Pansexual Pride Flag: The top row is bright pink to identify females. The bottom row is light blue to identify males. The middle row of gold is for those who are identified as both genders, transgendered, or neither gender.
As was said earlier, pansexuals commonly get grouped with bisexuals, and this includes the LGBT rallies that work to promote the equality and understanding of the pansexual community. They have worked in the past with the bisexual community in communicating against false myths that have arisen about bisexuals and pansexuals. The bisexual community has many of their own events and conferences and pansexuals have been associated with those events in the past. However, it looks that more recently individuals within the pansexual community have been working to form their own identity. The
Pansexual Pride Flag
blog has generated a lot of support online. They came up with a design for a pansexual flag that can be seen to the right. According to the blog, “For a long time we've shared a flag with bisexual pride, but I believe as more people are choosing to identity (though we don't choose what we
) themselves as pansexual rather than bisexual. Both are legitimate orientations, neither is "better" than the other, but they both deserve to be represented individually.”
Troubles and Difficulties
Many bisexuals and pansexuals suffer from discrimination for their sexual orientation. Much of this discrimination is the erasure of bi/pansexuality. Many people claim that there are no true bi/pansexual people and instead they are still in the closet about their homosexuality, “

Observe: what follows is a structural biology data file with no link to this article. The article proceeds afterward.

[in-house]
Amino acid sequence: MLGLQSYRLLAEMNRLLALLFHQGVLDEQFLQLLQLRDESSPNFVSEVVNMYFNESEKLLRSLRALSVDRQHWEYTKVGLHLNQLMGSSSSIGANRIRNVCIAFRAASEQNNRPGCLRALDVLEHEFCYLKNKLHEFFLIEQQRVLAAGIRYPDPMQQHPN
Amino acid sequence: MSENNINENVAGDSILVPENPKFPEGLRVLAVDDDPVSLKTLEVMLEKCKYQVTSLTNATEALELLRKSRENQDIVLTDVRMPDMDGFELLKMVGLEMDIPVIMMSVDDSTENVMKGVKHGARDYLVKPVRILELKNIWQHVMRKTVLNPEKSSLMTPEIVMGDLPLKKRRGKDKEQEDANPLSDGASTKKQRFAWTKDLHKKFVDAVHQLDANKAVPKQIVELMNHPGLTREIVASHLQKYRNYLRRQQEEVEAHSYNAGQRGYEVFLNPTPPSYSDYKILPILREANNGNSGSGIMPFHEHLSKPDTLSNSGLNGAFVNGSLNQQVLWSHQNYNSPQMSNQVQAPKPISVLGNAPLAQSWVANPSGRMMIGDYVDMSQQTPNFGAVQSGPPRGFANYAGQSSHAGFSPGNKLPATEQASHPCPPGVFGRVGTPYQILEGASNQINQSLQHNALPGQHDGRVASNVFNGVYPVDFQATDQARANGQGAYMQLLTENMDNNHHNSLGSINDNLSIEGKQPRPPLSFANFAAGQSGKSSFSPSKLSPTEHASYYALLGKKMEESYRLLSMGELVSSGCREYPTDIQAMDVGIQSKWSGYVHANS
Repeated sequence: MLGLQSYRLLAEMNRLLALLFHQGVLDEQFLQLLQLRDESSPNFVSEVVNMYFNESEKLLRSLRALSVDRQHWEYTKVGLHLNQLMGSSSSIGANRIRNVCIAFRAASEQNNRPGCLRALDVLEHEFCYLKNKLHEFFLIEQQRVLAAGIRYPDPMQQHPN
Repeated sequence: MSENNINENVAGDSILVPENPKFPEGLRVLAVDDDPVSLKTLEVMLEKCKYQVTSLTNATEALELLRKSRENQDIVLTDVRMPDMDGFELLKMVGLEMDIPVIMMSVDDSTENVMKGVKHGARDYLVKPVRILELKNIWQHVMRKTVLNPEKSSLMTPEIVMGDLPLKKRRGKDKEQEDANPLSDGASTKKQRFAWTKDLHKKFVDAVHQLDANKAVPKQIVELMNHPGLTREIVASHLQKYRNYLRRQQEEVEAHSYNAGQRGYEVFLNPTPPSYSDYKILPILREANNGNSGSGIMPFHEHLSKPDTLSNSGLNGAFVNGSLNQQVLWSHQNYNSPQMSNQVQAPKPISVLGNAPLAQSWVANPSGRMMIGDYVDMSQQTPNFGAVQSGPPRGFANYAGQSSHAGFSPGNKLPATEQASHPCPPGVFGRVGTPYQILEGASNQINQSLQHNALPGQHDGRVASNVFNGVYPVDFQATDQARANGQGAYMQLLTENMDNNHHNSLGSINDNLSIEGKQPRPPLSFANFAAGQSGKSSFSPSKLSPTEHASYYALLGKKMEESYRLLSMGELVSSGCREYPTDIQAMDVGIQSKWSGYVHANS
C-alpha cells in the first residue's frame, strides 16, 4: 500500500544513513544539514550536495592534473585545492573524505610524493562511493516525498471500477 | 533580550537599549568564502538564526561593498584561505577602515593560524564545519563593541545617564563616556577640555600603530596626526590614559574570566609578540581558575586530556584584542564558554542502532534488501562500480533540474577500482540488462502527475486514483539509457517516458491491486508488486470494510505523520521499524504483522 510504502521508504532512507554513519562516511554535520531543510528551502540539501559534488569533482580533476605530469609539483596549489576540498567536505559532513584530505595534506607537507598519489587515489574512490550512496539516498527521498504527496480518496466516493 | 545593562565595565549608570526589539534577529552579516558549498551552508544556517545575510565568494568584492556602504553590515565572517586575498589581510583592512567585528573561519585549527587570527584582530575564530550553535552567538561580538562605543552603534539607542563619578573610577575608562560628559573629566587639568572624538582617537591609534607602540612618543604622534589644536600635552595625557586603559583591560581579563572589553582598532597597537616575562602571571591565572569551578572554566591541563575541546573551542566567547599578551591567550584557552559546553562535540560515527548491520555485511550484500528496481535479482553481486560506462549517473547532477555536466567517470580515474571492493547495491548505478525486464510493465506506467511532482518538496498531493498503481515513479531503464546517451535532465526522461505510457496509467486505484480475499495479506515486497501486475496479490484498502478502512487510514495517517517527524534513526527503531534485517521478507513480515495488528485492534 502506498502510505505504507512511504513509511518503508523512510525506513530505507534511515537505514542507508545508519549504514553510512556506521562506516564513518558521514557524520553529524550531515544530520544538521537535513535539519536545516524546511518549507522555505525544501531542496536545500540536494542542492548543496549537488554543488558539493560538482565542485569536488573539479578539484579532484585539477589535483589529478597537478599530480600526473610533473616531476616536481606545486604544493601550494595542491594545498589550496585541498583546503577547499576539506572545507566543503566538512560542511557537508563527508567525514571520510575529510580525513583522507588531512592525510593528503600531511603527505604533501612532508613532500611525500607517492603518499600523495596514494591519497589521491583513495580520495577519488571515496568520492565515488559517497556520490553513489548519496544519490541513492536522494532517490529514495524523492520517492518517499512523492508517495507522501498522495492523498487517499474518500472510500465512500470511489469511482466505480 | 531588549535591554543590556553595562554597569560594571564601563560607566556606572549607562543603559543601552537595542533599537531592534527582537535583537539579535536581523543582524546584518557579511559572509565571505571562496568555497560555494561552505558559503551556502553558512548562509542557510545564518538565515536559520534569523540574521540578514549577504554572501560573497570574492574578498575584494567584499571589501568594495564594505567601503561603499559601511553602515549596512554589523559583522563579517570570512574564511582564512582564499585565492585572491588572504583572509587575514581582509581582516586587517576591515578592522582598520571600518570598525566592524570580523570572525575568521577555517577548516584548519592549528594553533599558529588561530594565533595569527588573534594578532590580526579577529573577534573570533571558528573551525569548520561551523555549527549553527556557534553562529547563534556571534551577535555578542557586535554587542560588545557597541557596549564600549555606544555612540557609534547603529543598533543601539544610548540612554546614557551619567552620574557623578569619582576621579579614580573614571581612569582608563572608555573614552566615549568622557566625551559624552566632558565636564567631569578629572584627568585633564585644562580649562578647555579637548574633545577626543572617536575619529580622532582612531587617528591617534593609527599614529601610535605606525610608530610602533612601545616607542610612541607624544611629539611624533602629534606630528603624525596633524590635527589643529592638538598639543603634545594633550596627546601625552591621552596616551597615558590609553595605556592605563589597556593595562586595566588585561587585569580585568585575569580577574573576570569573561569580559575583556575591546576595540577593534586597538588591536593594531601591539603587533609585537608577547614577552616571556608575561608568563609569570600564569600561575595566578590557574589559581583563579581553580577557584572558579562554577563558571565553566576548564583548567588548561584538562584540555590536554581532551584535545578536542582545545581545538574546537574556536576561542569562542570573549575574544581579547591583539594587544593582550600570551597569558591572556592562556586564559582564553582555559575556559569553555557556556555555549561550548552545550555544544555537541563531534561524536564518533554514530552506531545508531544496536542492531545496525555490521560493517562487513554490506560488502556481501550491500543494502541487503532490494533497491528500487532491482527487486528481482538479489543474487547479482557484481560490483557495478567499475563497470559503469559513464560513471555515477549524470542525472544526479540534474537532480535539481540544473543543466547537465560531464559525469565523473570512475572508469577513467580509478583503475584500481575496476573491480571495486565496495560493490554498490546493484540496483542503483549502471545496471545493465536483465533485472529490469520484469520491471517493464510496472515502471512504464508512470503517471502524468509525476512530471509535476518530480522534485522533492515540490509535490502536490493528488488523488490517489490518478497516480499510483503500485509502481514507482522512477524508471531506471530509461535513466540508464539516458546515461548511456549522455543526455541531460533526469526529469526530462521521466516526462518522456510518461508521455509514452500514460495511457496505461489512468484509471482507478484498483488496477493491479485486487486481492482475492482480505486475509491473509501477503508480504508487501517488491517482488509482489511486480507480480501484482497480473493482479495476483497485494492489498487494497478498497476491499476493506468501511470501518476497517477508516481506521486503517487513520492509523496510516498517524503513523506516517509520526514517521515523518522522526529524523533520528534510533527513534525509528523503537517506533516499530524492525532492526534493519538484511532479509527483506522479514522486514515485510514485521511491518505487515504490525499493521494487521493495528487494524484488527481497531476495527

Everyone always says they're bisexual, blabbing on and on about how "sexuality is fluid, and I don't really like labels"--but usually I find these are just gay men who are afraid to come out.
” (Musto, 2009) Other people say that these bi/pansexual people are actually heterosexual and are just experimenting. The reason that they draw such discrimination is that they are neither gay nor straight, which leads to people questioning their lifestyle and if they actually are truly bisexual. “Bisexuality is thus threatening to all monosexuals because it makes it impossible to prove a monosexual identity.” (Yoshino, 2000)
Coming out is also a big problem for pansexuals. Many pansexual people find it difficult to fully come out because people are not aware of what pansexuality is. When explained many people just brush it off as a false sexual orientation. It gets judged as a phase and that they will get over it, which in turn makes coming out for a pansexual a very difficult time.
Campbell, R.J. (2006).
. Oxford University Press. p. 715. Retrieved 10 April 2011.
, Artist, Pansexual Pride Symbol.
Musto, Michael. April 7, 2009.
Ever Meet a Real Bisexual?
The Village Voice
Pansexual Pride Flag Blog
. Retrieved 10 April 2011. <
. University of California, Santa Barbara.
Rice, K. (2009).
. In Marshall Cavendish Corporation.
Sex and Society
. Marshall Cavendish. p. 593.
Retrieved 10 April 2011.
Soble, A. (2006).
Sex from Plato to Paglia: a philosophical encyclopedia
. Greenwood Publishing Group. p. 115.
Retrieved 10 April 2011
"The Epistemic Contract of Bisexual Erasure"
Stanford Law Review
Stanford Law School
) (2): 353–461.
Retrieved 10 April 2011.